AstraZeneca shares up after winning US court challenge

AstraZeneca sign
Image caption The firm's anti-cholesterol drug is now protected until 2016

Shares in drug company AstraZeneca have risen after the firm's US court victory to protect a patent on big-selling cholesterol drug Crestor.

Winning its three-year battle means cheaper, generic, versions of the drug can not enter the US market until 2016.

In London, AstraZeneca shares clsed up 7.5%, or 222p, at 3176.65p.

The US District Court in Delaware said the Crestor patent was "valid and enforceable" after a challenge by nine generic drugs manufacturers in 2007.

'Removes risk'

Crestor generated $2.1bn (£1.4bn) in US sales last year.

"The court's decision reaffirms the strength of the intellectual property protecting Crestor," said AstraZeneca chief executive David Brennan.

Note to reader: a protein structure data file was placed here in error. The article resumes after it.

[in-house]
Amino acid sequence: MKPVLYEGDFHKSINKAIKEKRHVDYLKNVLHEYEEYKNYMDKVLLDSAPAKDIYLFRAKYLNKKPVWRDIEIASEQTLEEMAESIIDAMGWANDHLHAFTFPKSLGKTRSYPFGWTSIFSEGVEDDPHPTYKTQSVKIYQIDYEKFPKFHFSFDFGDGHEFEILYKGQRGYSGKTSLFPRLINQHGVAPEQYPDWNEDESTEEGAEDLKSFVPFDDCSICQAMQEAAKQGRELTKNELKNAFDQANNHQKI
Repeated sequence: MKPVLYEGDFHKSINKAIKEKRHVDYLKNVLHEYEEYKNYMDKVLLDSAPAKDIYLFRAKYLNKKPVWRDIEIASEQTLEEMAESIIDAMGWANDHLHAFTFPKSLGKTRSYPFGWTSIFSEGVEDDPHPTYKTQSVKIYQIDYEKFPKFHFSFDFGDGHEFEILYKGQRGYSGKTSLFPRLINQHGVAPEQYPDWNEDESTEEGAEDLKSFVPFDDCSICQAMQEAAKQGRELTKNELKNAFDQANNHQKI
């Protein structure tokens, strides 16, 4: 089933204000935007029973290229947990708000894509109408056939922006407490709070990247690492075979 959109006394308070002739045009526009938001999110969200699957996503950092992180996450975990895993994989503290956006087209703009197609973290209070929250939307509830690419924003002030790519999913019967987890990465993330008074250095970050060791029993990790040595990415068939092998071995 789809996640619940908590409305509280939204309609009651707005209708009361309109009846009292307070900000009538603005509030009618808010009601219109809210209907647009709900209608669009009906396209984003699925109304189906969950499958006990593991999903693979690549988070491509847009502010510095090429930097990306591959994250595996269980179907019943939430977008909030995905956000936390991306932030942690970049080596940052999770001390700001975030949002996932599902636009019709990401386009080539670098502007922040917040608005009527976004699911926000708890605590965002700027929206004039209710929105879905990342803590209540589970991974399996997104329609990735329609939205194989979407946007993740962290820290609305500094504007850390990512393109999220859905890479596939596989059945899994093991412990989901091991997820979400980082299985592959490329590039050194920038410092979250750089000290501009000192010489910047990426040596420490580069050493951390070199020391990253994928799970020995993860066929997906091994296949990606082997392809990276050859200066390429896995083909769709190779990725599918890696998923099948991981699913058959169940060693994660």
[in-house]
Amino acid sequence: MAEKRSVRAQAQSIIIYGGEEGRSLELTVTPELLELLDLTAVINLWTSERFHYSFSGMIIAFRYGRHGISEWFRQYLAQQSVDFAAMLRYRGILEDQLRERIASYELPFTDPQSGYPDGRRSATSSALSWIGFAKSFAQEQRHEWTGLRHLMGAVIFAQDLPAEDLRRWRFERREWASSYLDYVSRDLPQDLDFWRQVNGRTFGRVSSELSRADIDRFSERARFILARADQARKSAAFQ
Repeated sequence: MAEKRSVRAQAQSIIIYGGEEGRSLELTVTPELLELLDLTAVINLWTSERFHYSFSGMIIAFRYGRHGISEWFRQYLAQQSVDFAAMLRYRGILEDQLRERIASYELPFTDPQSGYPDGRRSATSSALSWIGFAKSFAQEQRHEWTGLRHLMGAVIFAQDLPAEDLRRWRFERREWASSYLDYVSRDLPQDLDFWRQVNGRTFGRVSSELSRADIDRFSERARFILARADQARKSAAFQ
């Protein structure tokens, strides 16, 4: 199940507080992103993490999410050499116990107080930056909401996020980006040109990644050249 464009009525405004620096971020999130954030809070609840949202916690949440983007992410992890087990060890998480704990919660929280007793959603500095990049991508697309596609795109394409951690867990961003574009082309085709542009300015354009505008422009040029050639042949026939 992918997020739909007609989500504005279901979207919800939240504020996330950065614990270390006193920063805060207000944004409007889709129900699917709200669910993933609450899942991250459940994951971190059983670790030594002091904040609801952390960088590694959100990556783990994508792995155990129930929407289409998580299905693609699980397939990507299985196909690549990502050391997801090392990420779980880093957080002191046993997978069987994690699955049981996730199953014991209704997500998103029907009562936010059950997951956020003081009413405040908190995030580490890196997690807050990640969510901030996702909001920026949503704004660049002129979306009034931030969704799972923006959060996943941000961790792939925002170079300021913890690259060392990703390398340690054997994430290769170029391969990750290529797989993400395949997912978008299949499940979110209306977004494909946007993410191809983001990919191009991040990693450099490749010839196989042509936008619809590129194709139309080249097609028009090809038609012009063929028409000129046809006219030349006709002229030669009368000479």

Industry observers had believed AstraZeneca would win the case.

However, the verdict came as a relief to the firm, given that billions of dollars were at stake.

Some analysts estimate that as much as 80% of a branded drug's sales vanish when faced with generic competition.

"Yesterday's ruling removes a major risk, given that Crestor is by far the company's most important product in terms of potentially achieving the top end of the 2014 guidance range and returning to sustainable growth after this point," said Citigroup analyst Kevin Wilson.

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